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Psychological and Scholastic Effects in Adolescent Victims of Ethnic Cleansing

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Essay title: Psychological and Scholastic Effects in Adolescent Victims of Ethnic Cleansing

Abstract

The psychological and scholastic effects in adolescent victims of ethnic cleansing will be explored longitudinally over a period of 10 years. Twenty adolescent refugees between the ages of 5 and 18 who experienced a mass genocide, will be recruited to participate. Participants will be given the Diagnostic Interview for Children and Adolescents (DISC); (Shaffer, Fisher, Lucas, Dulcan, & Shwab-Stone, 2000), and the Beck Depression Inventory (BDI); (Groth-Marnat, 1990). Adolescents who show symptoms for either/both post traumatic stress syndrome PTSD and/or depression will be asked to consent to further tests and interviews over the following 10 years. The adolescents, who experienced similar acts of genocide, but who currently show no symptoms of either PTSD or depression will also be asked to consent for further tests and interviews every 2 years, for over the following 10 years. The participants will be retested and re-interviewed every 2 years, checking for changes in structural abnormalities, fundamental behavioral changes, mood disorders, academic achievement fluctuations, which will be measured by the adolescent’s school records, and an increase or decrease in symptoms of PTSD and/or depression. It is hypothesized that adolescent victims of genocide will demonstrate a high

incidence of PTSD and/or depression, as well as a decrease in academic achievement and educational pursuits for at least up to 10 years later.

Psychological and Scholastic Effects in Adolescent Victims of Ethnic Cleansing

The lives of many adolescent refugees have been seriously disrupted by the trauma of war and cultural uprooting (Watters C, 2001). As a result, refugee children may exhibit signs of major psychological distress (Kinzie, Sack, Angell, Clarke, & Roth, 1989). Studies conducted have demonstrated a high correlation between genocidal trauma (i.e., torture, atrocities, and forced resettlement) and the diagnosis of posttraumatic stress disorder (PTSD), and other psychological disorders (e.g., depression, dysthemia, anxiety disorders) in adolescent victims (Becker, Weine, Vojvoda, & Mcglashan, 1999). Since research on North American children and adolescents has found a relationship between emotional problems and trouble at school, young refugees, who run a high risk of experiencing mental health problems, might also be expected to have serious academic problems (Weinberg et al. 1989). The long-term effects of severe war trauma suffered during childhood have yet to be completely defined but have important theoretical implications for developmental psychologists, as well as clinical implications for caregivers (Sack, Clark, & Seeley, 1996). Longitudinal studies of war-traumatized children followed through crucial developmental points are in short supply. This study intends to provide information addressing this issue in a group of adolescent victims who have recently experienced a mass genocide to be assessed every 2 years for a 10-year period. The Proposed study will measure if PTSD, depression, and scholastic achievement is significantly higher or lower in increments of every 2 years for 10 years after the initial traumatic event. It is hypothesized that adolescent victims of genocide, which according to Merriam-Webster (1993) is the systematic and planned extermination of an entire national, racial, or ethnic group who do not receive specific treatment (i.e., counseling, cognitive behavioral therapy, pharmacotherapy) will demonstrate a high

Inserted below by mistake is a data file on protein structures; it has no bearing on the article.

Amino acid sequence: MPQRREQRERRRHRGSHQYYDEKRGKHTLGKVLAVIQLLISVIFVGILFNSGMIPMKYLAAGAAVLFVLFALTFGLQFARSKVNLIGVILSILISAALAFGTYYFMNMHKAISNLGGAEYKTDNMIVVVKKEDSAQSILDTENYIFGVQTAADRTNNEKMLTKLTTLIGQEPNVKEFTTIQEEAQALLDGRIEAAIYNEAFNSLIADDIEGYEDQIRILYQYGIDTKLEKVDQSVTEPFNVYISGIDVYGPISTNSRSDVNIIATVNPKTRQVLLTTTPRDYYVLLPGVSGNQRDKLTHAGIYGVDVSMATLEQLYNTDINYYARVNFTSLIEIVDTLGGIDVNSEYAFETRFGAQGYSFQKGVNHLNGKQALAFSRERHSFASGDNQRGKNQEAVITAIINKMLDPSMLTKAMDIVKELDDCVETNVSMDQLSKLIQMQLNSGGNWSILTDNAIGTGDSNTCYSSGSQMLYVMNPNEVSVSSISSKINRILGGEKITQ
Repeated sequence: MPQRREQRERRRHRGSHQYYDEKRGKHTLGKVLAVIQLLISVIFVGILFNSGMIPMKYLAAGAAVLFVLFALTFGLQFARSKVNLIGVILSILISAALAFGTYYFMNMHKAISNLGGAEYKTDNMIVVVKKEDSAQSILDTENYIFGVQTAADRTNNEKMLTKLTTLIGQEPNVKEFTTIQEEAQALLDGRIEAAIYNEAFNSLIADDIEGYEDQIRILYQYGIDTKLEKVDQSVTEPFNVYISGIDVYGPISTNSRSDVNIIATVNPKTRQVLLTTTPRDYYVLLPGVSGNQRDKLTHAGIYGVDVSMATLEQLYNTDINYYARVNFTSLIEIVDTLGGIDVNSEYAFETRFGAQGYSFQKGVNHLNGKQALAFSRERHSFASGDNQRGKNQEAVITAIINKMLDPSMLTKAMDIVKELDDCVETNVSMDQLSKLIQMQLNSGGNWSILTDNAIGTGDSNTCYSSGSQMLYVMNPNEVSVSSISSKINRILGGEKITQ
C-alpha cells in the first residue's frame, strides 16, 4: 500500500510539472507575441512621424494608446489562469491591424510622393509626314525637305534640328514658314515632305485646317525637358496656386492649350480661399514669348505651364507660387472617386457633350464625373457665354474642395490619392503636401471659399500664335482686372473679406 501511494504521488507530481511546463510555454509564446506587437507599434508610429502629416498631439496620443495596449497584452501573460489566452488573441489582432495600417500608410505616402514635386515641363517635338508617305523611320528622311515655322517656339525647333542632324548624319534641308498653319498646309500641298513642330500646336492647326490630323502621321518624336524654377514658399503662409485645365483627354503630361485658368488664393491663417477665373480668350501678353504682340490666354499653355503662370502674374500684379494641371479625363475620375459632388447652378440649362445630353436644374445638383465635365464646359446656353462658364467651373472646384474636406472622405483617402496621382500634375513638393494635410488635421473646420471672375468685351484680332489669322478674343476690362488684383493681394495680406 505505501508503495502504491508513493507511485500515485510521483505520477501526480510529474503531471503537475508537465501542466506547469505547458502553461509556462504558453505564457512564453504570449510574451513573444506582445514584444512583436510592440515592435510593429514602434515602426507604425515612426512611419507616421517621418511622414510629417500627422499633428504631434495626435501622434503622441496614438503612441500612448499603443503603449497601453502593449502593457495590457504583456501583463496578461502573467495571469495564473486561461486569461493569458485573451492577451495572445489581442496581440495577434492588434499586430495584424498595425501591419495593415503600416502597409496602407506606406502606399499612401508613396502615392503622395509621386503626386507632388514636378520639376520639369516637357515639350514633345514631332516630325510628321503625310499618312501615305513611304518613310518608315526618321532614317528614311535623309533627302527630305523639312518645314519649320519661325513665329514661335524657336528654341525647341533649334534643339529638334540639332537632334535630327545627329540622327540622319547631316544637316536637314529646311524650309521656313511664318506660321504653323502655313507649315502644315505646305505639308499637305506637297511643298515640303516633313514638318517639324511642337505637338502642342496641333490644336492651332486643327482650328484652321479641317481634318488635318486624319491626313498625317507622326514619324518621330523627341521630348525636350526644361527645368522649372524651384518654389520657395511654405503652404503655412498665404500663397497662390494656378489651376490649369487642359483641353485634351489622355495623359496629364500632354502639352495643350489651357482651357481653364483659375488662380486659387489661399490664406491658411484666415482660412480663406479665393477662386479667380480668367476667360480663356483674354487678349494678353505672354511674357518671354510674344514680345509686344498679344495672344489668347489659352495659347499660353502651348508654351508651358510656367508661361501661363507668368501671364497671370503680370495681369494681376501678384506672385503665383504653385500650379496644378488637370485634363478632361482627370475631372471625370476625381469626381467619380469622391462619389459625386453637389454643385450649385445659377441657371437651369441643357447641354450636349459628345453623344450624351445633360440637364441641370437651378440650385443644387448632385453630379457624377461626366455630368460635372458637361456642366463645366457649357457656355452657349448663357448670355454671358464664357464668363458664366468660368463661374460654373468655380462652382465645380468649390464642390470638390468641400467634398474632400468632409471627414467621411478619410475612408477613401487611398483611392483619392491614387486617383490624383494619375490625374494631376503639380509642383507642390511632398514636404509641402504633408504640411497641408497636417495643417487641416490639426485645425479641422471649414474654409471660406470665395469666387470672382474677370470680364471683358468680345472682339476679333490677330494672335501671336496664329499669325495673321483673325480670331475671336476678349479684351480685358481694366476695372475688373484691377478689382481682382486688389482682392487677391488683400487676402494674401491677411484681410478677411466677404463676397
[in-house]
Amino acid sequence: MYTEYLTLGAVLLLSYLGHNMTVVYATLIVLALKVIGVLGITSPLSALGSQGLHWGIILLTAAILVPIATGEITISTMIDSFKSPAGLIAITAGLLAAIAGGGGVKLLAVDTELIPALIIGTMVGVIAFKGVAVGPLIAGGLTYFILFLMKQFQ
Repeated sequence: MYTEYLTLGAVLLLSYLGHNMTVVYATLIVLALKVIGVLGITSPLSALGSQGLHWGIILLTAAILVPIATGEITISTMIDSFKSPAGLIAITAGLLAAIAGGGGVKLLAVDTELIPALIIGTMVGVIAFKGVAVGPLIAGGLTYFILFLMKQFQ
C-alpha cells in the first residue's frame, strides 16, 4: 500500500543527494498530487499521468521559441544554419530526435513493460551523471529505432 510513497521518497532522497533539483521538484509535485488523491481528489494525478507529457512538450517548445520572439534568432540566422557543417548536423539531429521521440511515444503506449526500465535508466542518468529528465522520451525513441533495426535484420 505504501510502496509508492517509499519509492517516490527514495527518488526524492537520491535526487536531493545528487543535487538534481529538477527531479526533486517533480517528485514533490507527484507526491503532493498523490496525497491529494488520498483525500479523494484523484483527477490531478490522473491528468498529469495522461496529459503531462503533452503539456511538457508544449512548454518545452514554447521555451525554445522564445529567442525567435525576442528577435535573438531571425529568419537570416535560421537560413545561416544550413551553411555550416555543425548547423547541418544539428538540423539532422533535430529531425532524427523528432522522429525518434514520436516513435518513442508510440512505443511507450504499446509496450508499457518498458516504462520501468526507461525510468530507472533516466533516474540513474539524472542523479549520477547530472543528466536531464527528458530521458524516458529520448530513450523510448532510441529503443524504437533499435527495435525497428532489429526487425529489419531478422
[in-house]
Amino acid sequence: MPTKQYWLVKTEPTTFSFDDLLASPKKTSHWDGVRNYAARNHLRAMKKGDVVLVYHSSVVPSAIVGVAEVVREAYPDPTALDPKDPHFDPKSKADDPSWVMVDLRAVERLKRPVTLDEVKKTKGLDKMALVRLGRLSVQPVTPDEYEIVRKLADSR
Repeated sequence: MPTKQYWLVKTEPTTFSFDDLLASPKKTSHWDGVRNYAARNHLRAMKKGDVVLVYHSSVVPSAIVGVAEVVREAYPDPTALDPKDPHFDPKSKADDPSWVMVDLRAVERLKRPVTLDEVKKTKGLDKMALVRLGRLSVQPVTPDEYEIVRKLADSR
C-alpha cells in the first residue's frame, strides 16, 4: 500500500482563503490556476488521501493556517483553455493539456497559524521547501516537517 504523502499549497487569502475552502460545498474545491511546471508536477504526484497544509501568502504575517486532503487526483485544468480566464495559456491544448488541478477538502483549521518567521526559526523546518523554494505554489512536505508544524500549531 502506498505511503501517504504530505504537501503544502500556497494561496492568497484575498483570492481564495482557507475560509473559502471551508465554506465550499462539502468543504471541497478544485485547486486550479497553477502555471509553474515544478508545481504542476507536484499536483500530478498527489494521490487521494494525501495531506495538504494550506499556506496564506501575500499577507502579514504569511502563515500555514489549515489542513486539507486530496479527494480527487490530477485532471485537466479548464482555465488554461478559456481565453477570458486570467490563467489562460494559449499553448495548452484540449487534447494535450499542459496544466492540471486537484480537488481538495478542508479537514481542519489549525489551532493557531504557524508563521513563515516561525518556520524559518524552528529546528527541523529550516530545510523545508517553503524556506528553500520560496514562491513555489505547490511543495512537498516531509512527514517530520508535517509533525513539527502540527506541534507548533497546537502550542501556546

incidence of PTSD and/or depression, as well as a decrease in academic achievement and educational pursuits for at least up to 10 years later.

Several studies (Sack, Seeley, and Clark 1997: Becker, Weine, Vojvoda, and Mcglashan 1999 : Rousseau, and Drapeau 2000 have explored the effects of genocide on adolescent victims. Sack, Seeley, and clark (1997) examined Khmer adolescent refugees and measured their prevalence of post traumatic stress disorder (PTSD), while comparing generational symptoms of PTSD in the adolescent’s parental guardian/s. This study was conducted approximately 6 to 10 years after the adolescent refugees had resettled in the United States. The diagnosis of PTSD was based on the DSM-III-R criteria. Symptom data was collected with the adolescent section of the Diagnostic Interview for Children and Adolescents (DICA). For comparability, the same version of this instrument was given to the parents. Results indicated that PTSD as a result of massive war trauma appears to be prevalent in both

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